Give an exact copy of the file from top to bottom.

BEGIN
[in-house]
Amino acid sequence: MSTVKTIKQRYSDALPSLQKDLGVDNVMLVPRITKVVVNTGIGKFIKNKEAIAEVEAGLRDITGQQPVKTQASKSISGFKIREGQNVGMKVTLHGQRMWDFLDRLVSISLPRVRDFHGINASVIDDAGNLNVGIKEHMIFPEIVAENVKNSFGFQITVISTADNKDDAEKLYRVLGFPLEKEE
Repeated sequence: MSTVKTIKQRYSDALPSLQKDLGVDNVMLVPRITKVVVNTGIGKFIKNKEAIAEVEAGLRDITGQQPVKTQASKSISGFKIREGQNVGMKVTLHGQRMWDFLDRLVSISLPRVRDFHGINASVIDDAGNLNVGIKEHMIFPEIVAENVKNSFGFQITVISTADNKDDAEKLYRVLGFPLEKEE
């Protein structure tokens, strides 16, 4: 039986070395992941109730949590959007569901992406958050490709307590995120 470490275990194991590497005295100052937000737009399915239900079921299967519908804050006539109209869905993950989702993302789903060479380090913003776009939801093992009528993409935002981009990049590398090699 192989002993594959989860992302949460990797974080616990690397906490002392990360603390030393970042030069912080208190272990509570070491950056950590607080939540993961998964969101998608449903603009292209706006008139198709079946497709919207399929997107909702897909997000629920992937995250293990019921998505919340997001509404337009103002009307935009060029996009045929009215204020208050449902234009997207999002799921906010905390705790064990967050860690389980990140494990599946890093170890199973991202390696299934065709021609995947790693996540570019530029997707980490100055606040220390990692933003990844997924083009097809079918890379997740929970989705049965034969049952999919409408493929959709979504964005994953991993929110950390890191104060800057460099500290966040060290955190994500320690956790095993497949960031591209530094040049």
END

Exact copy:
[in-house]
Amino acid sequence: MSTVKTIKQRYSDALPSLQKDLGVDNVMLVPRITKVVVNTGIGKFIKNKEAIAEVEAGLRDITGQQPVKTQASKSISGFKIREGQNVGMKVTLHGQRMWDFLDRLVSISLPRVRDFHGINASVIDDAGNLNVGIKEHMIFPEIVAENVKNSFGFQITVISTADNKDDAEKLYRVLGFPLEKEE
Repeated sequence: MSTVKTIKQRYSDALPSLQKDLGVDNVMLVPRITKVVVNTGIGKFIKNKEAIAEVEAGLRDITGQQPVKTQASKSISGFKIREGQNVGMKVTLHGQRMWDFLDRLVSISLPRVRDFHGINASVIDDAGNLNVGIKEHMIFPEIVAENVKNSFGFQITVISTADNKDDAEKLYRVLGFPLEKEE
């Protein structure tokens, strides 16, 4: 039986070395992941109730949590959007569901992406958050490709307590995120 470490275990194991590497005295100052937000737009399915239900079921299967519908804050006539109209869905993950989702993302789903060479380090913003776009939801093992009528993409935002981009990049590398090699 192989002993594959989860992302949460990797974080616990690397906490002392990360603390030393970042030069912080208190272990509570070491950056950590607080939540993961998964969101998608449903603009292209706006008139198709079946497709919207399929997107909702897909997000629920992937995250293990019921998505919340997001509404337009103002009307935009060029996009045929009215204020208050449902234009997207999002799921906010905390705790064990967050860690389980990140494990599946890093170890199973991202390696299934065709021609995947790693996540570019530029997707980490100055606040220390990692933003990844997924083009097809079918890379997740929970989705049965034969049952999919409408493929959709979504964005994953991993929110950390890191104060800057460099500290966040060290955190994500320690956790095993497949960031591209530094040049």